A natural question is how the five-basic-taste theory has seemed so good for so long. According to Smith and colleagues, the answer lies in a certain methodological practice. This method involves identifying different kinds of taste buds by their “best response”. That means, for example, that a cell will be classified as a “sweet” cell if its activation is raised more by glucose than by other inputs such as salt or quinine.

Such classifications tend to obscure the point that a so-called “sweet” cell will also be activated by things that aren’t sweet. They may be highly activated by other substances, just not as much so as by glucose.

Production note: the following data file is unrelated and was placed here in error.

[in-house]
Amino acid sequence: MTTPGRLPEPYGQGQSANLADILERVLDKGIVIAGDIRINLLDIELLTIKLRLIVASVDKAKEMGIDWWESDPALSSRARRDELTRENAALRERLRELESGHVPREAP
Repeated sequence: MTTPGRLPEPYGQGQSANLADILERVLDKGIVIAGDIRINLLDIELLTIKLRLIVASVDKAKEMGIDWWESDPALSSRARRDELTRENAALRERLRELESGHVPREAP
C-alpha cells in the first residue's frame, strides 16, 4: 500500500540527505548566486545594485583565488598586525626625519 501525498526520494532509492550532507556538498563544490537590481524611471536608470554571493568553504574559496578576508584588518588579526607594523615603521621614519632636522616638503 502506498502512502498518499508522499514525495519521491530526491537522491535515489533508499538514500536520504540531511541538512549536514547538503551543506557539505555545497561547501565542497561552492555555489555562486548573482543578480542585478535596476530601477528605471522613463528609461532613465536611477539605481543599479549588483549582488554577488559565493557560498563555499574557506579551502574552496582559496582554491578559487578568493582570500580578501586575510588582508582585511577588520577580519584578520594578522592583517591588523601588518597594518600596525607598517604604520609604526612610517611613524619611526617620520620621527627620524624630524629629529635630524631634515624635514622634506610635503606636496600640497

An even more important point is that the results of this method depend on one’s choice of substances used in comparing relative activations. Smith and colleagues identify another set of chemicals that are quite different from the usual ones, but that, using the same methodology, would give a different set of “basic” tastes. This result casts doubt on the utility of the “best response” methodology for identifying basic tastes.

More generally, it suggests, at least to me, that the story about the neural activations that underlie the differences among our sensations will turn out to be very complex, and will involve patterns of activity across a large number of neural cells.

Bon appetit!

[ David V. Smith, Steven J. St. John, John D. Boughter, Jr., (2000) “Neuronal cell types and taste quality coding”, Physiology and Behavior 69:77-85. ]


Be Creative! Have a Drink!

March 5, 2012

In a recently published experiment, researchers administered a task to a group of intoxicated participants and a group of sober controls. The task is thought to involve creativity, and the intoxicated participants did better than the controls.